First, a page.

Friday, March 29, 2019

Research Assignment on Data File Structure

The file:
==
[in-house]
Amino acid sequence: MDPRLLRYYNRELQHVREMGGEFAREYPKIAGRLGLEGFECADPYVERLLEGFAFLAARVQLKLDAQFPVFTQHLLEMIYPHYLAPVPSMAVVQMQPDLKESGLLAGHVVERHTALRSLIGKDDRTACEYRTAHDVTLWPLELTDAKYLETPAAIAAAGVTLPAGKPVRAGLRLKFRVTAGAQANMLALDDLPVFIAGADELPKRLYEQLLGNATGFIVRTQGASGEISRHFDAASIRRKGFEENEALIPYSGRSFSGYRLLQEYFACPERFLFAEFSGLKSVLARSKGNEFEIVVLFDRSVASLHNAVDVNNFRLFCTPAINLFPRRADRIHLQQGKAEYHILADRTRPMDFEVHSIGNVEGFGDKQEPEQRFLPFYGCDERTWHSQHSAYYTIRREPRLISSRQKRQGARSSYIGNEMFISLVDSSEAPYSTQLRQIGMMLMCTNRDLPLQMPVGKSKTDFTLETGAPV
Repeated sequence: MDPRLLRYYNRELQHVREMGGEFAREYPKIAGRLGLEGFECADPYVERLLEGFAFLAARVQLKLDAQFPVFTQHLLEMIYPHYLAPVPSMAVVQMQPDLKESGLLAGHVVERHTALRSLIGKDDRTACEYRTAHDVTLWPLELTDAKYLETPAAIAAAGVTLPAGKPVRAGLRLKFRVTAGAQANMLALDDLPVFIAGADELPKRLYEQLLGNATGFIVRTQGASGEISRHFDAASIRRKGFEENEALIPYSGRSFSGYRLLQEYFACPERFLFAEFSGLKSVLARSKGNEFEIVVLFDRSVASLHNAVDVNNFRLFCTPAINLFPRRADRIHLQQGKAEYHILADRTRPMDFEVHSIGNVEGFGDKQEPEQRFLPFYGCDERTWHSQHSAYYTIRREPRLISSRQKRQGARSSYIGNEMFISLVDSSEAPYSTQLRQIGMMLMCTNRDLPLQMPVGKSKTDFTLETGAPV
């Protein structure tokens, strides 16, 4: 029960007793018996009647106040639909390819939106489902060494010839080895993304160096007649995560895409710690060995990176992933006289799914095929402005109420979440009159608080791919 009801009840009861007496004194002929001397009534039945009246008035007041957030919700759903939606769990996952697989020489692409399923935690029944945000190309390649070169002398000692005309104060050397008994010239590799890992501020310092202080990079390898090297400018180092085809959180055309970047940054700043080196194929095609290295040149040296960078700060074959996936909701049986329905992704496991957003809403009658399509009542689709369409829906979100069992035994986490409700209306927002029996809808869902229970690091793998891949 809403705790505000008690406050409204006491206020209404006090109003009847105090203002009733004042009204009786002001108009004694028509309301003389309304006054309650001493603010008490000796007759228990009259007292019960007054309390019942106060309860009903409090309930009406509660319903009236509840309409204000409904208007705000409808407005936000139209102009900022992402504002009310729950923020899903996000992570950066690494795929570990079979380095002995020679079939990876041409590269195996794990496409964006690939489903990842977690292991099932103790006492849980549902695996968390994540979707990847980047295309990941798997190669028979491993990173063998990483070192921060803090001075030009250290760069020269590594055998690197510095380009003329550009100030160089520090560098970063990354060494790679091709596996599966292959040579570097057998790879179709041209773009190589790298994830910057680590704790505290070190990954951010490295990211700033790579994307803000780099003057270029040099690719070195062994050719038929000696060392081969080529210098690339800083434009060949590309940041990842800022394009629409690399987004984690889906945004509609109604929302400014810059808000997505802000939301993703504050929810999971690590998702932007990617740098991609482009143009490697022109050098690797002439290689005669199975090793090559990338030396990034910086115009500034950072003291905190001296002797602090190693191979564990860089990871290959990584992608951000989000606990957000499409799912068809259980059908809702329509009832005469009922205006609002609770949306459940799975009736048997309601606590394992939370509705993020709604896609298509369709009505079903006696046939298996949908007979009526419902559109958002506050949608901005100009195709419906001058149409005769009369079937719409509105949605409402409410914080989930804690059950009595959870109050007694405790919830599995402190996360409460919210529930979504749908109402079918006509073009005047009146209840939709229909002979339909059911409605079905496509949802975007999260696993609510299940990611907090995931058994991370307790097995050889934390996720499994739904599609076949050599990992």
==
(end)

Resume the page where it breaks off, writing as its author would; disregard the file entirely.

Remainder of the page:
Re await Assignment on Data File anatomical structureRaghavendra TyagiTOPIC OF ASSIGNMENTThe letters in English langu epoch, make up rowing. While no denomination is less or more than another, sensation could view a word that appears beforehand another in the lexicon is less than that word, and a word that appears afterwards is more. By this definition, identical words are the same.Parsing a register is when you read a file to gain information from the file. In this assignment, you will parse a file, and sit both of the words in a binary star seem tree diagram. You will utilize up the double star chase corner to collect selective information about the tot up of times a word was found in the file.The first word you encounter will be the root. If the next word is greater, put it to the recompense. If it is less, put it to the left field. It is possible that the tree you make will be very sparse. dramatise all words in the file are lower quality or covert them to low er case.After you have loaded the file into your double star bet Tree, the program should display the in-order, pre-order post-order crossbeam of the Binary seem Tree.The user should be given the chance to type a word. The information processing system should say the number of times the word was found in the file (zero or more).BINARY SEARCH TREEINTRODUCTIONIn reckoner science, a binary look to tree (BST), sometimes also called an logical or sorted binary tree, is a alternate lymph gland-basedbinary tree information structure which has the following propertiesThe leftsub treeof a customer contains only lymph glands with make outs less than the knobs delineate.The right sub tree of a node contains only nodes with keys greater than the nodes key.The left and right sub tree each(prenominal) must(prenominal) also be a binary search tree. in that respect must be no duplicate nodesADVANTAGEThe major favor of binary search trees over otherdata structuresis that the related kindAlgorithm andsearch algorithmssuch asin-order traversalcan be very efficient.BINARY SEARCH TREE (PROPERTY)Letxbe a node in a binary search tree. Ifyis a node in the left sub tree ofx, theny. key x. key.OPERATIONSOperations, such asfind, on a binary search tree require comparisons between nodes. These comparisons are make with calls to a comparator, which is asubroutinethat computes the total order (linear order) on whatever two keys. This comparator can be explicitly or implicitly defined, depending on the langu fester in which the binary search tree was implemented.SEARCHING search a binary search tree for a specific key can be arecursiveor aniterativeprocess.We let by examining theroot node. If the tree isnull, the key we are searching for does not exist in the tree. Otherwise, if the key equals that of the root, the search is successful and we check the node. If the key is less than that of the root, we search the left sub tree. Similarly, if the key is greater than that of the root, we search the right sub tree. This process is repeated until the key is found or the remaining sub tree is null. If the searched key is not found before a null sub tree is gathered, then the item must not be present in the tree.INSERTION interjection begins as a search would begin if the key is not equal to that of the root, we search the left or right sub trees as before. Eventually, we will reach an external node and add the new key-value pair (here encoded as a record new Node) as its right or left child, depending on the nodes key. In other words, we examine the root and recursively insert the new node to the left sub tree if its key is less than that of the root, or the right sub tree if its key is greater than or equal to the root. sliceThere are three possible cases to considerDeleting a leaf (node with no children)Deleting a leaf is easy, as we can simply destroy it from the tree.Deleting a node with one childRemove the node and supervene upon it with its chil d.Deleting a node with two childrenCall the node to be deletedN. Do not deleteN. Instead, choose either itsin-ordersuccessor node or its in-order harbinger node,R. Replace the value ofNwith the value ofR, then deleteR.BST FIGUREPreorder traversal rate F, B, A, D, C, E, G, I, H(Root, left, right)In order traversal sequence A, B, C, D, E, F, G, H, I(left, root, right) bet on order traversal sequence A, C, E, D, B, H, I, G,(left, right, root)ASSIGNMENT CODE take on include struct treeNode char data10 struct treeNode *left, *right struct treeNode *root = unsubstantialstruct treeNode* createNode(char data) struct treeNode *newNodenewNode = (struct treeNode*)malloc(sizeof(struct treeNode)) newNode-data = data newNode-left = NULL newNode-right = NULL return(newNode) void insertion(struct treeNode **node, char data) if (*node == NULL) *node = createNode(data) else if (data data) insertion((*node)-left, data) else if (data (*node)-data) insertion((*node)-right, data) void deletion(str uct treeNode **node, struct treeNode **parent, char data) struct treeNode *tmpNode, *tmpParent if (*node == NULL) return if ((*node)-data == data) if ((*node)-left (*node)-right) if (parent) if ((*parent)-left == *node) (*parent)-left = NULL else (*parent)-right = NULL free(*node) elsefree(*node)else if ((*node)-right (*node)-left) tmpNode = *node (*parent)-right = (*node)-left free(tmpNode) *node = (*parent)-right else if ((*node)-right (*node)-left) tmpNode = *node (*parent)-left = (*node)-right free(tmpNode)(*node) = (*parent)-left else if ((*node)-right-left)tmpNode = *node(*node)-right-left = (*node)-left(*parent)-left = (*node)-rightfree(tmpNode)*node = (*parent)-leftelsetmpNode = (*node)-rightwhile (tmpNode-left)tmpParent = tmpNodetmpNode = tmpNode-lefttmpParent-left = tmpNode-righttmpNode-left = (*node)-lefttmpNode-right =(*node)-rightfree(*node)*node = tmpNodeelse if (data data)deletion((*node)-left, node, data)else if (data (*node)-data)deletion((*node)-right, node, da ta)void findElement(struct treeNode *node, chardata)if (node)returnelse if (data data)findElement(node-left, data)else if (data node-data)findElement(node-right, data)elseprintf(data found %sn, node-data)returnvoid traverse(struct treeNode *node)if (node = NULL)traverse(node-left)printf(%3d, node-data)traverse(node-right)returnint main()char dataint chwhile (1)printf(1. Insertion in Binary look to Treen)printf(2. baseball swing in Binary Search Treen)printf(3. Search Element in Binary Search Treen)printf(4. Inorder traversaln5. Exitn)printf( place down your natural selection)scanf(%d, ch)switch (ch)case 1 while (1)printf( put down your data)scanf(%s, data)insertion(root, data)printf(Continue Insertion(0/1))scanf(%d, ch)if (ch) acquirebreakcase 2 printf(Enter your data)scanf(%s, data)deletion(root, NULL, data)breakcase 3printf(Enter value for data)scanf(%s, data)findElement(root, data)breakcase 4printf(Inorder Traversaln)traverse(root)printf(n)breakcase 5exit(0) evasion printf(uv e entered wrong optionn)breakreturn 0emailprotected $vi t.cemailprotected $gcc t.cemailprotected $./a.outOUTPUT1. Insertion in Binary Search Tree 2. Deletion in Binary Search Tree 3. Search Element in Binary Search Tree 4. Inorder traversal5. ExitEnter your choice1 Enter your data aim Continue Insertion(0/1)1 Enter your data age Continue Insertion(0/1)1 Enter your data harbour Continue Insertion(0/1)1 Enter your data tally Continue Insertion(0/1)1Enter your data blueContinue Insertion(0/1)0Resultant Binary Search Tree after insertion operation aim / age blue / admit agree 1. Insertion in Binary Search Tree 2. Deletion in Binary Search Tree 3. Search Element in Binary Search Tree 4. Inorder traversal 5. ExitEnter your choice4 Inorder Traversal admit, age, agree, aim , blue 1. Insertion in Binary Search Tree 2. Deletion in Binary Search Tree 3. Search Element in Binary Search Tree 4. Inorder traversal 5. ExitEnter your choice2 Enter your dataadmit Delete node admitaim / age blue / a gree 1. Insertion in Binary Search Tree 2. Deletion in Binary Search Tree 3. Search Element in Binary Search Tree 4. Inorder traversal 5. Exit Enter your choice3Enter value for dataagedata found ageNo of occurrence1 1. Insertion in Binary Search Tree 2. Deletion in Binary Search Tree 3. Search Element in Binary Search Tree 4. Inorder traversa 5. Exit Enter your choice5emailprotected $COMPLEXITY OF BINARY SEARCH TREEIt could be O(n2) nonetheless if the tree is balanced.Suppose youre adding a sorted list of numbers, all big than the largest number in the tree. In that case, all numbers will be added to the right child of the rightmost leaf in the tree, Hence O(n2).For example, recall that you add the numbers 15..115 to the following treeThe numbers will be added as a long chain, each node having a undivided right hand child. For the i-th element of the list, youll have to traverse i nodes, which yields O(n2).In general, if youd like to keep the insertion and retrieval at O(nlogn), you need to useSelf Balancing trees